Familial hypertrophic cardiomyopathy (FHC) is an autosomal dominant disease originating from mutations in genes that encode for the major contractile proteins of the heart, including the ventricular myosin regulatory (RLC) and essential (ELC) light chains. FHC results in ventricular and septal hypertrophy, myofibrillar disarray and is the leading cause of sudden cardiac death in young individuals. This research is aimed at elucidating the molecular mechanisms involved in triggering of FHC at the level of a single myosin cross-bridge. We propose to test the hypothesis that FHC is caused by inefficient utilization of ATP by cardiac muscle due to alteration of myosin cross-bridge kinetics in transgenic mouse hearts expressing disease-causing mutations in myosin RLC and ELC. We will examine this hypothesis at the single molecule level in papillary muscle fibers from transgenic mouse hearts which carry disease-causing mutations in the regulatory and/or essential light chains of myosin. We strongly believe that the unambiguous determination of myosin cross-bridge kinetics must be carried out at the level of a single cross-bridge and the results compared to cross-bridge mechanics derived from measurements on skinned and intact muscle fibers. The advantage of the single molecule approach is its ability to avoid averaging over ensembles of molecules with different kinetics such as a mixture of WT and FHC molecules, and the ability to unambiguously determine the kinetics of "healthy" and "diseased" muscle. Since human patients are heterozygous for FHC mutations and their thick filaments contain interspersed WT and HCM mutant heads it is extremely important to correlate the single molecule information with the phenotype of FHC assessed at the muscle fiber level. Specifically we ask whether the durations (Aim 1A) and lifetimes (Aim 1B) of detached and strongly-bound states are the same in a single cross-bridge from FHC hearts and in healthy transgenic controls. The information derived using this single molecule technology will be paralleled with functional studies of force development, ATPase on skinned papillary muscle fibers as well as force and calcium transients on intact muscle fibers from transgenic mice (Aim 2A). The ultimate objective is to link the single molecule derived data with the cellular findings to fully understand the mechanism of action of the individual RLC and ELC mutations causing FHC (Aim 2B). The fundamental question that is being addressed is why and how these individual mutations in RLC and/or ELC cause variable disease phenotypes in humans ranging from relatively mild to malignant clinical FHC phenotypes. We believe that integration of molecular biology approaches with high resolution optics and nano-fluorescence spectroscopy will enable us to successfully answer important questions regarding the molecular basis of FHC-mediated pathology in the heart and the role of RLC and ELC in cardiac muscle contraction.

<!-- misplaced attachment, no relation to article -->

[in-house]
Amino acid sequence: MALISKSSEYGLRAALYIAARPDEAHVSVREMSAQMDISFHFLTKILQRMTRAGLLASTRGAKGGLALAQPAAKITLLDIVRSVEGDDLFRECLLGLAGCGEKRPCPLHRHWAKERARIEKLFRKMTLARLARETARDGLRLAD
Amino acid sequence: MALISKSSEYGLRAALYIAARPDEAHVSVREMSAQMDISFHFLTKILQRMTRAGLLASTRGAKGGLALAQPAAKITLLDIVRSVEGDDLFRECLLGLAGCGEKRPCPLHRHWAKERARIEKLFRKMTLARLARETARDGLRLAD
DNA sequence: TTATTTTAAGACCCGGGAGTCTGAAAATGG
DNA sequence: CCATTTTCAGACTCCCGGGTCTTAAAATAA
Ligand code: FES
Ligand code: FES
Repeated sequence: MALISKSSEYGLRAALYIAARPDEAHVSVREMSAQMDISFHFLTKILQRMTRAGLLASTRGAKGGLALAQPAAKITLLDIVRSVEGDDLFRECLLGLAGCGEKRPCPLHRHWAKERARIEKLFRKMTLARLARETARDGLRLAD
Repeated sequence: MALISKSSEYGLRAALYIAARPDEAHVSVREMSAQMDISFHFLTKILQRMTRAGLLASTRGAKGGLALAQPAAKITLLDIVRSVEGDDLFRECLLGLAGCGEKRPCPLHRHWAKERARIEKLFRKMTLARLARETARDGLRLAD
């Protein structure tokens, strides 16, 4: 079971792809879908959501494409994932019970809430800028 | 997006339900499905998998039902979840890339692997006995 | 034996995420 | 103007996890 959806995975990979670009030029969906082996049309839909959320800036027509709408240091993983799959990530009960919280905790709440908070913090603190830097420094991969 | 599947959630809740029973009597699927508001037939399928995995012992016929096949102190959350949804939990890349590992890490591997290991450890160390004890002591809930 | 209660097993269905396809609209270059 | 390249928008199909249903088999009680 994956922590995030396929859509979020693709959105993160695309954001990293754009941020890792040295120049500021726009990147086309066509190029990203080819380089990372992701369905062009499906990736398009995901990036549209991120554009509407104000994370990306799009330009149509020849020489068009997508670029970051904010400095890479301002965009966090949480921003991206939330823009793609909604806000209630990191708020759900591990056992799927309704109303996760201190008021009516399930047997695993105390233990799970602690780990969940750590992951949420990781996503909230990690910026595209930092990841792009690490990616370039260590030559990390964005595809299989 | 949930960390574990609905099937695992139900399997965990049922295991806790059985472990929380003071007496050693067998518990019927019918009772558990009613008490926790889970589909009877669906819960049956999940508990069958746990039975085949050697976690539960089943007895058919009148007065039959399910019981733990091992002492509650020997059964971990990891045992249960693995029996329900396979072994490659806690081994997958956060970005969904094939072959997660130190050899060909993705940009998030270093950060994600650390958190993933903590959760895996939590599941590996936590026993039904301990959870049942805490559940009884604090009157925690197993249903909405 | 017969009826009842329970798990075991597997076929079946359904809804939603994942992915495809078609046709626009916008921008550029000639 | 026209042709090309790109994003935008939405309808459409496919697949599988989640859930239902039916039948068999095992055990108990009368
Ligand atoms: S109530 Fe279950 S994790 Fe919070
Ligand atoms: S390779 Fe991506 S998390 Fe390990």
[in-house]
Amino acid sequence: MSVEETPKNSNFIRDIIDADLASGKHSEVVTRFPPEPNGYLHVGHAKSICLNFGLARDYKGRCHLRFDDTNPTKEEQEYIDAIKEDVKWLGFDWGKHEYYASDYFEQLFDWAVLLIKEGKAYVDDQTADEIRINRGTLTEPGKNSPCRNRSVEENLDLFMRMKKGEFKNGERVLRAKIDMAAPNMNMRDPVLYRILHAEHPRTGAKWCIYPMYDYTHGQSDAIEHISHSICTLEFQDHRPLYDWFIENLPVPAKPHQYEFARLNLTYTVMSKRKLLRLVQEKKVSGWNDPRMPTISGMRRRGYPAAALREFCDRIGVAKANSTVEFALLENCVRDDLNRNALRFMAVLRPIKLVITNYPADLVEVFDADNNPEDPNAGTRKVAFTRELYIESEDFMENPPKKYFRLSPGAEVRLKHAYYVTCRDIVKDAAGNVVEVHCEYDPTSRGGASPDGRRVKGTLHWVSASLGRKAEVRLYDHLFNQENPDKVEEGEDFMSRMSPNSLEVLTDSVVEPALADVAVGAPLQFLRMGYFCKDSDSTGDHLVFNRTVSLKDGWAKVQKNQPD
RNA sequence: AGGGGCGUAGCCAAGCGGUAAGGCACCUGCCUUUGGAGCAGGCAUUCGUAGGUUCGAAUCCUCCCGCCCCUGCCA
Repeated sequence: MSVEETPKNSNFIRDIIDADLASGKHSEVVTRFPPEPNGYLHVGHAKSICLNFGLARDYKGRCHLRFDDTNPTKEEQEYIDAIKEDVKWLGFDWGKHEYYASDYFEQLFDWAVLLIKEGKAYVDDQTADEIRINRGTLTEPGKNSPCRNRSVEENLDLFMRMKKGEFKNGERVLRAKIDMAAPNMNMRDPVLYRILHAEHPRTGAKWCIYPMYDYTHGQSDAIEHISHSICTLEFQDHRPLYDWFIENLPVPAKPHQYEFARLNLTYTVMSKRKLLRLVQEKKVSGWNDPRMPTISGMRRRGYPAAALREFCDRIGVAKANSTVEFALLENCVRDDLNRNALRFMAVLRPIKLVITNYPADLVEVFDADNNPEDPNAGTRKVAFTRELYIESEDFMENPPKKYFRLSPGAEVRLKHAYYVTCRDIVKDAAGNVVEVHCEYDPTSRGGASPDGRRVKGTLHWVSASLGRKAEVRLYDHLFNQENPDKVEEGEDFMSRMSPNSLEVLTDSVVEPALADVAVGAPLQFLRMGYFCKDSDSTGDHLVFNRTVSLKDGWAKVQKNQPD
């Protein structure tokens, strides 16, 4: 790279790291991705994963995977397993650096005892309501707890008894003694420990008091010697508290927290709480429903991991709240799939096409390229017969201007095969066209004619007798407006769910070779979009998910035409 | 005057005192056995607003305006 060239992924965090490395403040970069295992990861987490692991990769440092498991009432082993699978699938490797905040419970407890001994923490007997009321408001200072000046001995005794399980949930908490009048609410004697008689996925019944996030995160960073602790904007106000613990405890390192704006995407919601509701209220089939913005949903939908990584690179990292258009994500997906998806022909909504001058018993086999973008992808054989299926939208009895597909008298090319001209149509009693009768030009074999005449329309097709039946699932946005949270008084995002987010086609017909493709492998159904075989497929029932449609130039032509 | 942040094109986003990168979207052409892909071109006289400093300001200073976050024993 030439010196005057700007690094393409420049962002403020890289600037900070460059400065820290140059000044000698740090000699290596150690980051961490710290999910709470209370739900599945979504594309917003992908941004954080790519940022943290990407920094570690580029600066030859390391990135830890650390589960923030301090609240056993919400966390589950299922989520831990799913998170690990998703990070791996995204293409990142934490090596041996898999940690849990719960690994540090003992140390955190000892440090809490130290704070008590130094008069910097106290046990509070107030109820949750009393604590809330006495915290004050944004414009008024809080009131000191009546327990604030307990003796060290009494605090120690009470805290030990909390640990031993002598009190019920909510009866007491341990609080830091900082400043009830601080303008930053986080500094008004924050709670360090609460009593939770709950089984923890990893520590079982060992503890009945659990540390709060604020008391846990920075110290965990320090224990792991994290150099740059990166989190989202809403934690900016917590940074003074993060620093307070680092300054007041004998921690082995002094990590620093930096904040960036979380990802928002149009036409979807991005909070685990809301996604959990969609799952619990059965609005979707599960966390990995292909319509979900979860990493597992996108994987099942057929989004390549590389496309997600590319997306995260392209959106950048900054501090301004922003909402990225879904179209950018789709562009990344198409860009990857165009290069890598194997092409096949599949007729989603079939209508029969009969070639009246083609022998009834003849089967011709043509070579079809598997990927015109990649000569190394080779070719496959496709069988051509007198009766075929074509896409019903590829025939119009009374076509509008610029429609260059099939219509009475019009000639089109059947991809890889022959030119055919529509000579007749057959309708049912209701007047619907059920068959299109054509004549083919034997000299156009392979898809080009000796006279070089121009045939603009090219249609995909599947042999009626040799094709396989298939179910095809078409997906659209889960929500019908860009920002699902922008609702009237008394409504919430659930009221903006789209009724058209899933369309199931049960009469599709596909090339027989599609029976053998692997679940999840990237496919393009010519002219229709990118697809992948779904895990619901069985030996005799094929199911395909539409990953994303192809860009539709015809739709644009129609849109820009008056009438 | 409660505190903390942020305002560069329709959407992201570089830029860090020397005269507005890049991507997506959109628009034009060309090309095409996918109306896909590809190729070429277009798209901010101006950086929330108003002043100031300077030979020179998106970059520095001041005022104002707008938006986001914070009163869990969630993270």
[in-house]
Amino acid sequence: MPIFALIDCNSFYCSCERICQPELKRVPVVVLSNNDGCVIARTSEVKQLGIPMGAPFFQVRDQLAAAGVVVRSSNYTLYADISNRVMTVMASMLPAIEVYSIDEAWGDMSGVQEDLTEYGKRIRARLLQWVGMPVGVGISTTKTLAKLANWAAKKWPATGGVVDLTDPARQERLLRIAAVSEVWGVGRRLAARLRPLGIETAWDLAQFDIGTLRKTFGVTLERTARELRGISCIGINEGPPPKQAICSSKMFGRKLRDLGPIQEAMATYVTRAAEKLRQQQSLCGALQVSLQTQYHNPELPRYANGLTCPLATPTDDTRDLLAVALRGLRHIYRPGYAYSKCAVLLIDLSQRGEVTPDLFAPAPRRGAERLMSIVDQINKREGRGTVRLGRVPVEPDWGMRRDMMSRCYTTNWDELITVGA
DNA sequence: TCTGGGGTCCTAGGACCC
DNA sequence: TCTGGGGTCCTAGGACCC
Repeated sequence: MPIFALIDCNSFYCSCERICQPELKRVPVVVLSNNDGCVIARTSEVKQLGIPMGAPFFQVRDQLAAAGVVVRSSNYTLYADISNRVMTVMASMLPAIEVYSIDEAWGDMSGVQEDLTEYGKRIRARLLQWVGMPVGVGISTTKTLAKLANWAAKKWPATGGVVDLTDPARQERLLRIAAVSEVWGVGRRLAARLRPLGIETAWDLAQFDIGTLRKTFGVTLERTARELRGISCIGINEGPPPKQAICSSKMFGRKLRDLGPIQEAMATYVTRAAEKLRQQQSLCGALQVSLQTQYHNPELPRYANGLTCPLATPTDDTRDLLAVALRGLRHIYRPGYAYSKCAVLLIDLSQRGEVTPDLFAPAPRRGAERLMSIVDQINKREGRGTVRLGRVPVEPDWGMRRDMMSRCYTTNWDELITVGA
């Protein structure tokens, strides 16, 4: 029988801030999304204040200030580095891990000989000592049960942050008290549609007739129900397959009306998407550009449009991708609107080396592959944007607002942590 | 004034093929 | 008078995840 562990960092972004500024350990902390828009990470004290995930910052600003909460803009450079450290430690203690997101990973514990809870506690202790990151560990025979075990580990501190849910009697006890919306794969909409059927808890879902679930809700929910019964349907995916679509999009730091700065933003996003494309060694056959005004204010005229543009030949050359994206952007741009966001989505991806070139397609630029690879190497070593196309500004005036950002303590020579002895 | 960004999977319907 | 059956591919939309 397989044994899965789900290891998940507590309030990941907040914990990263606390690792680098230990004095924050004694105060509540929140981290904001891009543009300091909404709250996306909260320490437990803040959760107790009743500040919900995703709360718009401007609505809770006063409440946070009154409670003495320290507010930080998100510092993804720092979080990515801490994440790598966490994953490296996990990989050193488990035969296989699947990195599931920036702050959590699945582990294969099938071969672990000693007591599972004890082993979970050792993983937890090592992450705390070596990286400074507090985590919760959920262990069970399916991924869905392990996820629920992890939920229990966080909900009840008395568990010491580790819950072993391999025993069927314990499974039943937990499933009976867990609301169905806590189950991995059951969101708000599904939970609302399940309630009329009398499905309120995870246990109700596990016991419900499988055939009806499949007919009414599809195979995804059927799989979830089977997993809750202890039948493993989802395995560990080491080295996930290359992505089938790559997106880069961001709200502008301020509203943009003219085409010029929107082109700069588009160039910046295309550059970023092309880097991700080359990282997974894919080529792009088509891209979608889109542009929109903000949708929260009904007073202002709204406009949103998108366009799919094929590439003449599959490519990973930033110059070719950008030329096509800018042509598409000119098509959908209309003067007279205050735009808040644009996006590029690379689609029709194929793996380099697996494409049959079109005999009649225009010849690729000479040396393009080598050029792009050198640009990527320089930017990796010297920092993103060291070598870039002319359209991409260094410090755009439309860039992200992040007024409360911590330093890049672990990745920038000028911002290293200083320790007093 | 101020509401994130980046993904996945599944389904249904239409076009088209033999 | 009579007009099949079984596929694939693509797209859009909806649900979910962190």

This research is directed toward unraveling the mechanisms of familial hypertrophic cardiomyopathy, a major public health problem. The goal of this proposal is to understand the molecular bases by which mutations in the sarcomeric myosin light chains lead to cardiac hypertrophy in humans. Successful completion of this goal may lead to new modalities of treatment of a serious heart disease. The strength of this application is formed by its combination of molecular biological and nano-fluorescence microscopic approaches in the study disease-causing mutations at the level of a single molecule. Furthermore, the integration of single molecule approaches with the physiological assessment of the diseased muscle will enable us to successfully answer important questions regarding the molecular basis of FHC-mediated pathology in the heart.
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